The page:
Sex + Dating

Why Dating Signals Are Easy To Misread

I sat eating donuts in Madison Square Park with a handsome man I'd recently met, thinking, finally, I found someone. I spent a few seconds admiring his perfect face and imagining our wedding as the sun set behind him, all unicorns and rainbows and gushy feelings. Then he mentioned his girlfriend. Snapped from my trance, suddenly I could hear the ambulance blaring by, the man at the next table yelling at his friend for feeding the pigeons, and a Pomeranian barking uncontrollably.

The illusion of the date was gone. The two of us, I realized, were just friends.

Fifteen years of dating, and you'd think I'd know the signs. But in spite of being a life coach and reading people for a living, I still misread signs when it comes to my own dating life. I think people are interested in me romantically who aren't, I’m blindsided by breakups, and I still think charming, good-looking men who try to pick me up at the bar are interested in more than sex. And, it is not because I have an inflated ego.

After the millionth time of being wrong, I decided to figure out why I was so bad at reading the opposite sex. Turns out, I'm not alone. Every human being has psychological biases when it comes to reading others' feelings towards them.

We see what we want to see

A group of psychologists found that our motivations influence the arousal we perceive in others. In experiments, people with strong mate-search goals tended to perceive more arousal in attractive potential mates. That means if I see an attractive man at the bar, I'm going to think he is more interested in me than he may be. Merely being attracted to someone inhibits my ability to accurately read signals.

Once we believe a guy is interested, then confirmation bias takes over. Confirmation bias is the phenomenon where we selectively remember and interpret information to confirm our existing beliefs. For example, as a Republican I might only watch Fox News, while as a Democrat I might only read The New York Times. Confirmation bias is even more likely to occur in emotional experiences. In the case of my "date," I focused on how he constantly smiled at me instead of how he recoiled when our knees touched by accident under the table.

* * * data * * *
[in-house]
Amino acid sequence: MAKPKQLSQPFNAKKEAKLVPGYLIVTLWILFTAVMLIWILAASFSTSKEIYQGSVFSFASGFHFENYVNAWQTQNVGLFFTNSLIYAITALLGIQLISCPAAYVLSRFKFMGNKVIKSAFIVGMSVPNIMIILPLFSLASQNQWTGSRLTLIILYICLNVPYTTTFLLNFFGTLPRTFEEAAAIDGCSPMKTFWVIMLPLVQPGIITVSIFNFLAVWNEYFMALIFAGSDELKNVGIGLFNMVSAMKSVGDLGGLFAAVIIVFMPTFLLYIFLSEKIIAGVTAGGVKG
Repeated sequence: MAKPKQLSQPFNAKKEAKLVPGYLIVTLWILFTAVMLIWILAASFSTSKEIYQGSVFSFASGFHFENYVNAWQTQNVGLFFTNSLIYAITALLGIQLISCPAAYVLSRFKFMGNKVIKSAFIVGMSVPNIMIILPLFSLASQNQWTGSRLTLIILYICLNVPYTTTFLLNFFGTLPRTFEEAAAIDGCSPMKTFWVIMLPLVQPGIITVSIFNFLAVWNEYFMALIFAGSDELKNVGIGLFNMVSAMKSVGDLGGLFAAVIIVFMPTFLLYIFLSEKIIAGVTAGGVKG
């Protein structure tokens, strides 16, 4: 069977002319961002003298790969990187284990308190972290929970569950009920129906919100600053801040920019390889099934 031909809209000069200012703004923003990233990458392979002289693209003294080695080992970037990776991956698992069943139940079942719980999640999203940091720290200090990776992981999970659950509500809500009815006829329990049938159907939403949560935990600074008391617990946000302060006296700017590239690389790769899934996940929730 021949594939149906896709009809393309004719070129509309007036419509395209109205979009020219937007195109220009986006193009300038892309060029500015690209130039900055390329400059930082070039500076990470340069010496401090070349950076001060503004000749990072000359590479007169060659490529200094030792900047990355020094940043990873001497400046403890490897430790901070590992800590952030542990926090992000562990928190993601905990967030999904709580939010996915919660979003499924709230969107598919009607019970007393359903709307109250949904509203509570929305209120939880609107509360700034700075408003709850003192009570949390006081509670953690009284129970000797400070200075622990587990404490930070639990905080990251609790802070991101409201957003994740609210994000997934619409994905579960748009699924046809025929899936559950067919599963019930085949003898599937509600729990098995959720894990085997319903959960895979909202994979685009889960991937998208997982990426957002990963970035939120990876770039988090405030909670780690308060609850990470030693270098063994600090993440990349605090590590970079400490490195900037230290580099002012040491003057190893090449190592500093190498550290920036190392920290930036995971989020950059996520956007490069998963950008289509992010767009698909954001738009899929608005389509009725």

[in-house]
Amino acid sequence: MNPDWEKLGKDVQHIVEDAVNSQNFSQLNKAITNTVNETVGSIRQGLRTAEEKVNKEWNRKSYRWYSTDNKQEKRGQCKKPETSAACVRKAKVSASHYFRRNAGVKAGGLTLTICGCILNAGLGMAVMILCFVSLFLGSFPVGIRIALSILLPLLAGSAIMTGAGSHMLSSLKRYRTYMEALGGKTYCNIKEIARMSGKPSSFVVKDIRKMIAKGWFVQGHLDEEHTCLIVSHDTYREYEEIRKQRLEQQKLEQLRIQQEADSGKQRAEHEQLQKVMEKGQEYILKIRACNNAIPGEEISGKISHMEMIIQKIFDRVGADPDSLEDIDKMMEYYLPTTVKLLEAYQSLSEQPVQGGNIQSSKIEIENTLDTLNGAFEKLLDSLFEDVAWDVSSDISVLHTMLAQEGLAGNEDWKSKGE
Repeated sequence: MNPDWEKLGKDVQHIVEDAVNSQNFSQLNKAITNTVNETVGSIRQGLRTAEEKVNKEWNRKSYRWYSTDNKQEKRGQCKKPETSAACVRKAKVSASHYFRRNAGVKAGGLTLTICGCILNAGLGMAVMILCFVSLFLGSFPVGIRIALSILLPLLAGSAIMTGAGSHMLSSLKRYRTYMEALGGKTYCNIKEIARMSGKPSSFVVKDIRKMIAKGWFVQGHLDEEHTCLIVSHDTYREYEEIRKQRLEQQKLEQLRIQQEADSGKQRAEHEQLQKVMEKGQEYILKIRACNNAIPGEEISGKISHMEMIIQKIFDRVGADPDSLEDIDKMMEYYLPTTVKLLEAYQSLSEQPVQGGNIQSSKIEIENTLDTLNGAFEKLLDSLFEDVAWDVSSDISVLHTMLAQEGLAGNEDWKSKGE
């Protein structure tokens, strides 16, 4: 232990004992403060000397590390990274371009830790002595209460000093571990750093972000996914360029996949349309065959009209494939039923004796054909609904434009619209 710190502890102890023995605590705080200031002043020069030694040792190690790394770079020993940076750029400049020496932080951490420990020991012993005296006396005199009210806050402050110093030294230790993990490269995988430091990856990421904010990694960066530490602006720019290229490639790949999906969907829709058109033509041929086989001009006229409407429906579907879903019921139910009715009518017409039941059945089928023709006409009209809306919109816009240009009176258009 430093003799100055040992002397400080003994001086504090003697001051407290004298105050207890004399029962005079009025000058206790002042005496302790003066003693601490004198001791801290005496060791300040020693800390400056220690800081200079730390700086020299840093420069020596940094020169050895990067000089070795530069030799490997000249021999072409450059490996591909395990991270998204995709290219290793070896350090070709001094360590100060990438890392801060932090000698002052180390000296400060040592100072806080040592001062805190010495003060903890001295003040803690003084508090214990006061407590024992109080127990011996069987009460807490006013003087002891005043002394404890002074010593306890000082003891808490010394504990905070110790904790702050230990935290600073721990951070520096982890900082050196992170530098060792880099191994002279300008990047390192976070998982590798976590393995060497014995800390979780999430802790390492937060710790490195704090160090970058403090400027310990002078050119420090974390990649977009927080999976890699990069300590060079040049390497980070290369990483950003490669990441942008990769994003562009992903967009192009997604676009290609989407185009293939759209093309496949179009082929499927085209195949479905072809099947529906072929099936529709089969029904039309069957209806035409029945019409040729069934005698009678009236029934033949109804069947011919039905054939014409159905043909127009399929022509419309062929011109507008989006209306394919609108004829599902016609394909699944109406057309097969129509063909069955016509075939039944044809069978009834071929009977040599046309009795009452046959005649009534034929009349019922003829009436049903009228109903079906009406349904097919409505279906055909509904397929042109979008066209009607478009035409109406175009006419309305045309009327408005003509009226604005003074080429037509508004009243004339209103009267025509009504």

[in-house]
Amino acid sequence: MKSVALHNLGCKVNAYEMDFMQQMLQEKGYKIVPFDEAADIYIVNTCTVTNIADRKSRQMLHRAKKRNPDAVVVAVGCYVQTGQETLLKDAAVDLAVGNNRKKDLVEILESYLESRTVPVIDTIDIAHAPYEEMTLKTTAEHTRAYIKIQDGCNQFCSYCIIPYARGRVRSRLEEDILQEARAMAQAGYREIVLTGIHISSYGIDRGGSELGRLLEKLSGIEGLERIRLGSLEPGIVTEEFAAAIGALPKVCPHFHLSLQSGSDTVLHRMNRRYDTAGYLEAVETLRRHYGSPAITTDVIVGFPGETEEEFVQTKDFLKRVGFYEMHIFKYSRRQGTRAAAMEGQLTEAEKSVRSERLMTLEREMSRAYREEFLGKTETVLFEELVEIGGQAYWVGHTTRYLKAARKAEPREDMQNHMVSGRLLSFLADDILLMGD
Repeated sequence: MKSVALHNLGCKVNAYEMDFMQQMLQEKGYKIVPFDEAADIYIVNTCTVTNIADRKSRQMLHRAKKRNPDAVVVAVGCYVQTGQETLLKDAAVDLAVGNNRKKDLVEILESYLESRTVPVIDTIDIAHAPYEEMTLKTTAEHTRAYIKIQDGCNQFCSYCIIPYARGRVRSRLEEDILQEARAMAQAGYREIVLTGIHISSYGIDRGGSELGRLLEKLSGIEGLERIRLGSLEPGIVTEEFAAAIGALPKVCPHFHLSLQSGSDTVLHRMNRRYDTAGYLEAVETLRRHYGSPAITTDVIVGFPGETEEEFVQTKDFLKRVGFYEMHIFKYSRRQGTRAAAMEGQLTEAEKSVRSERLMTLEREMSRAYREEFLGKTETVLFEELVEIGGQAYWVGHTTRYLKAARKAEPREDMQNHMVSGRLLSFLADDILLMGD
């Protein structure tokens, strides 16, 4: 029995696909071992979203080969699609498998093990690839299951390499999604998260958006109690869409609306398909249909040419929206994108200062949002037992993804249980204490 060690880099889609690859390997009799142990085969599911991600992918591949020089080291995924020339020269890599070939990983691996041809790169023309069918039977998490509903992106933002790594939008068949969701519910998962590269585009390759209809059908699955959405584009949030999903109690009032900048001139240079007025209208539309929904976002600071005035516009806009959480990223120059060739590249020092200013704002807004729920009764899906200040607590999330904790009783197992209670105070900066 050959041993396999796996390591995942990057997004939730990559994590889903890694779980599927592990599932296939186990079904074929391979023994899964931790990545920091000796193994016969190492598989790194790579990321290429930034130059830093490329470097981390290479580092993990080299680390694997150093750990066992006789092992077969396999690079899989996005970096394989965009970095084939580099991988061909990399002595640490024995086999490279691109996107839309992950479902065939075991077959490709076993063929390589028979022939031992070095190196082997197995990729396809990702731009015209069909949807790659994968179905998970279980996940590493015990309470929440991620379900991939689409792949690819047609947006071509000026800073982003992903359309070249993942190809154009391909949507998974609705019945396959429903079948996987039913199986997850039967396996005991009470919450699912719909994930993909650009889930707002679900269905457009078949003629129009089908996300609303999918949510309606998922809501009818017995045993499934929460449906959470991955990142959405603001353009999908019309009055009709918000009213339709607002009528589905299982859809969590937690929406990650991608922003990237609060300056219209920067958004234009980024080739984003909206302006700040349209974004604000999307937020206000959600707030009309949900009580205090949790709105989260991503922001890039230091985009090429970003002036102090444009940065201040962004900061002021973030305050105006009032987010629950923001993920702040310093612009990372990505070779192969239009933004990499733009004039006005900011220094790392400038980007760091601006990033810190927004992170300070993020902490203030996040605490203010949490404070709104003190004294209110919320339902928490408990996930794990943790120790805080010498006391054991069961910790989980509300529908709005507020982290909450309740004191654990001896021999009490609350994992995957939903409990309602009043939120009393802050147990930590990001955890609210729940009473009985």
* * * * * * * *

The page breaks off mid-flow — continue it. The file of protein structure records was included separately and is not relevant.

Love is blinding

Confirmation bias is stronger in highly emotional situations because when we experience strong negative or positive emotions we have trouble empathizing. This is especially true in relationships. In one experiment, researchers videotaped couples in a threatening situation. Then each person watched the videotape and identified what their significant other was feeling. Controlling for the closeness of the relationship, people who felt more threatened in the situation less accurately identified their partner's emotions. The stronger we feel the less empathetic we become. The crazier in love we are, the less we are able to identify our partner's emotions.

Instead of "love is blind," I've now adopted the stronger motto "love is blinding." My ability to interpret signals is blinded by my emotional state and desires.

We forget to fact-check our guts

To overcome confirmation bias in the business sector, many suggest that you attempt to disprove your belief and wait till you collect more information before drawing conclusions. "Trust your gut, but verify with data," urges author and executive coach Alli Worthington. The same applies to dating.

"Most men share what they are capable of or not capable of within the first two dates," says matchmaker Amy Andersen of Linx Dating. So if you "listen to every detail, treating it as fact not fiction," she says, you usually have your answer.

After receiving this advice, I decided to see if given more data I could have correctly assessed Park Guy's interest. I asked mutual friends how he treated his female friends. While we chatted for hours over messenger, it turns out he messages with a lot of female friends. I went back through our time together and tried to recall what he did to indicate he wasn't interested. I discovered that I had initiated every interaction. All in all, the data saying he wasn't interested outweighed my overwhelming gut feeling that he was.

You can't always trust your gut. Your gut wants you to be loved. Sometimes you are, but sometimes you aren't.

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Emily Grewal is the creator of Love (decision) maker. She's a statistician-turned-life coach who studied decision-making at Stanford and NYU. Follow her on Twitter: @emilygrewal.